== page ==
The program exposed me to numerous ways in which scientific evidence influences policy. Those included research summaries provided by the Library of Parliament for Parliamentarians, outreach from the chief science advisor, testimonies from scientists at House of Commons committee meetings, or the direct interactions I had with MPs and senators during my visit. Parliamentarians rely on the scientific community as a resource for them as they’re debating policy decisions. 

How has this program influenced your outlook?

While the impact on my work is not immediate, my outlook has significantly shifted. The varied network of researchers I met, each specializing in fields distinct from my own, has provided a wealth of knowledge and experience that I can draw from in the future. Furthermore, this experience reinforced the significance of clear scientific communication at all levels, be it a discussion with a fellow scientist or a member of Parliament. Scientists all have a responsibility to advocate for the importance of their work.

How did the program help bridge the gap between the science and policy communities, and what recommendations do you have for further improving this connection?

“I urge all scientists to seriously reflect on the significance of their roles as science advocates.

—Jonathan Michaels

The program is bridging this gap in three ways: Acquainting scientists with the process of policymaking in Canada, familiarizing Parliamentarians with a diverse group of researchers across the nation, and facilitating connections between these two groups for fostering long-term relationships. I urge all scientists to seriously reflect on the significance of their roles as science advocates. This entails not only clear and honest communication of their research but also defending the integrity of science when required by bringing forward evidence.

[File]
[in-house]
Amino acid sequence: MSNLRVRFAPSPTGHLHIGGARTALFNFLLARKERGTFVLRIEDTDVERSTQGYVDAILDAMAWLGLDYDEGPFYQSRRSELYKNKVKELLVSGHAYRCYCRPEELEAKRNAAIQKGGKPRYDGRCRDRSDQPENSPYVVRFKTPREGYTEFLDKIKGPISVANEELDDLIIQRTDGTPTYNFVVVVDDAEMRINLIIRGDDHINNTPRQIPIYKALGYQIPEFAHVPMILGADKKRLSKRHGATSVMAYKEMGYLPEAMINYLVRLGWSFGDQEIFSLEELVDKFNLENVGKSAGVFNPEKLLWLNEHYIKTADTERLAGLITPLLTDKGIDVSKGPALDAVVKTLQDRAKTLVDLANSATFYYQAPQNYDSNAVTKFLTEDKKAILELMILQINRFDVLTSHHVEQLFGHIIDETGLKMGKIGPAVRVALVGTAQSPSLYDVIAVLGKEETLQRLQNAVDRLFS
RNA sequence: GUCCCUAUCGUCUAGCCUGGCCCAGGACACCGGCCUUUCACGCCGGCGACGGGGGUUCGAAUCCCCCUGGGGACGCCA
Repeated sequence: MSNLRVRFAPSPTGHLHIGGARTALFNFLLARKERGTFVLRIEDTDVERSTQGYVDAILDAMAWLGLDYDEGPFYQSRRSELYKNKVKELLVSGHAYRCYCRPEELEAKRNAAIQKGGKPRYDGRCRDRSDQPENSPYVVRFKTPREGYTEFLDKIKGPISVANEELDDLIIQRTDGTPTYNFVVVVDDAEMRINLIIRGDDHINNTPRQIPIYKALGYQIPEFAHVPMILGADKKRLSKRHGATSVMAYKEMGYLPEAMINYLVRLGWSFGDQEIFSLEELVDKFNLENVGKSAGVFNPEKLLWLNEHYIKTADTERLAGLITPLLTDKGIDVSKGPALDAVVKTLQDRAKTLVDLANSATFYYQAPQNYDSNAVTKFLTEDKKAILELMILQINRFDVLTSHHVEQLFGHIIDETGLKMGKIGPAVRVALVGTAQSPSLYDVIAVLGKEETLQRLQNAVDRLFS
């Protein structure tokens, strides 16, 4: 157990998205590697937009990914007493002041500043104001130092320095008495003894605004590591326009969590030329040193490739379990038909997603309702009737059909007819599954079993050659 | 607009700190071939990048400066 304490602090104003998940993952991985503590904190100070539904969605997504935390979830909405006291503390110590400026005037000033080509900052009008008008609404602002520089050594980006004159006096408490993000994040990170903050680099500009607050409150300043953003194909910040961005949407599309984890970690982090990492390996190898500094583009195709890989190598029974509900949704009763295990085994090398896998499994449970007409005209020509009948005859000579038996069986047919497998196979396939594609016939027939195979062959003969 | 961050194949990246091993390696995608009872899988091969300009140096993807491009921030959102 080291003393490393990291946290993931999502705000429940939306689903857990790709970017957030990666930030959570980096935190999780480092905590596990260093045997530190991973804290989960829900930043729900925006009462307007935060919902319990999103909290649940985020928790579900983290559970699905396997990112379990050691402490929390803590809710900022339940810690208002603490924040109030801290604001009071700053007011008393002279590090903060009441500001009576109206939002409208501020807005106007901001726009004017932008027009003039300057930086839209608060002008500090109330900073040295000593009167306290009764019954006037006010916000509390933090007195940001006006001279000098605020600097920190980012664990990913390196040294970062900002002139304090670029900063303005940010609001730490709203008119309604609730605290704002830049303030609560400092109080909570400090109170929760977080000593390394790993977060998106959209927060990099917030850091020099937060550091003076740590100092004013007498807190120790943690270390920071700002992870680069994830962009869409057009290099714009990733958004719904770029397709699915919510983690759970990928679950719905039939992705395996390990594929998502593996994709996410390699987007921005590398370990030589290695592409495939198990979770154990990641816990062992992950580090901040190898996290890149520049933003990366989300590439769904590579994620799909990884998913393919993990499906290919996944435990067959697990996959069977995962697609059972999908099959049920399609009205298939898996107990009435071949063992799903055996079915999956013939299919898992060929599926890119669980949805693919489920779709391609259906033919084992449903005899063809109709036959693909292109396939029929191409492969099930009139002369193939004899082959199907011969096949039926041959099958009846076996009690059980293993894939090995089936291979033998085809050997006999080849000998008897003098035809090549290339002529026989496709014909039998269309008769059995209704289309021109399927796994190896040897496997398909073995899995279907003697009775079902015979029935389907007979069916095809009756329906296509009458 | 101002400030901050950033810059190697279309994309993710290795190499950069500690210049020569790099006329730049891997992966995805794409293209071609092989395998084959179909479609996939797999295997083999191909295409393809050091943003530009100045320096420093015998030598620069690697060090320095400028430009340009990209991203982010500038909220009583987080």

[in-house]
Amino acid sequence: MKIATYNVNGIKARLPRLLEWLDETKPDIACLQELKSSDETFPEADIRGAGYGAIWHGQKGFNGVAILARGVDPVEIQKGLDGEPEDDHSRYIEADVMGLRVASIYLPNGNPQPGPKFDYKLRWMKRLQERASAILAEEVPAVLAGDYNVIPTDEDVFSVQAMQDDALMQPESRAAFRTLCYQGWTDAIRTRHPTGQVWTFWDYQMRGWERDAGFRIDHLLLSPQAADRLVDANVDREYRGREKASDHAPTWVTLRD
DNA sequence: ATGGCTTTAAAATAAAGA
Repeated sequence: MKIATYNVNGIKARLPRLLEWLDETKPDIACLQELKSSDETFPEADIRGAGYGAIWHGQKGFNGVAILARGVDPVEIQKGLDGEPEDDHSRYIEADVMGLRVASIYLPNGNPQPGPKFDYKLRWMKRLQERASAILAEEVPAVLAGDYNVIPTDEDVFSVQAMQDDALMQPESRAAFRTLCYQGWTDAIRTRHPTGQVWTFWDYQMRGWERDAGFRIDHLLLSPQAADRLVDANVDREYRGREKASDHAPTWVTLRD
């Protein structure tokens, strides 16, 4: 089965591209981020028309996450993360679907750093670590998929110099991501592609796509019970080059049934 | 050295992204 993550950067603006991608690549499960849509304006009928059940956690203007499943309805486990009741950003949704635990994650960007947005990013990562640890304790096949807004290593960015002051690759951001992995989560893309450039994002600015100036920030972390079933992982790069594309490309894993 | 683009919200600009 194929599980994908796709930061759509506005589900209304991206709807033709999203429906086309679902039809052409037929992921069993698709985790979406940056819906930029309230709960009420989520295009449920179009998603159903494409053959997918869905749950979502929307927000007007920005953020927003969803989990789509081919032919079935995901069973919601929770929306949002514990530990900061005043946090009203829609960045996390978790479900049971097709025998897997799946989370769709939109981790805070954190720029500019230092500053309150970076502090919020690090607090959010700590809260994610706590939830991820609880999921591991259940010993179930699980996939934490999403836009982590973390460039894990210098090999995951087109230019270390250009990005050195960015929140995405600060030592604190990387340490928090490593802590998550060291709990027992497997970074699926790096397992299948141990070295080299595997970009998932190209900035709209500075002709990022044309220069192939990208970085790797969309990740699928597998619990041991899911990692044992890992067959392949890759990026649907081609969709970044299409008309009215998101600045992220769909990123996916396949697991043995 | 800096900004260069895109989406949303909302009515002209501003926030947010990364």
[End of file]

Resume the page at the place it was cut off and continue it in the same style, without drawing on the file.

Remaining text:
In your opinion, what is the most pressing issue facing the intersection of science and policy in Canada?

In recent years, particularly during the rapidly evolving understanding of the SARS‑CoV‑2 virus, numerous concerns were raised regarding the integration of scientific evidence into policy and public communication. There were doubts about whether policymakers were being given advice that followed the evidence or rather followed a particular agenda.

Science Meets Parliament is addressing this issue by creating an environment for scientists and policymakers to interact without any specific agendas. The aim is to develop relationships through which researchers and policymakers can mutually benefit from each other. Opinions about ‘scientists’ as a group vary significantly, so opportunities that allow policymakers to see that scientists are individuals, with diverse experiences and motivations, are helping to break down stereotypes.

Would you recommend Science Meets Parliament to other researchers or professionals in the field, and why?

Without a doubt. Participating in this program has been an enriching experience for me. It provided an opportunity to learn, network, and contemplate the role of science in government. Given their deep understanding of their work, scientists are ideally placed to be advocates for their research and contribute to the public narratives about science. I wholeheartedly recommend the program.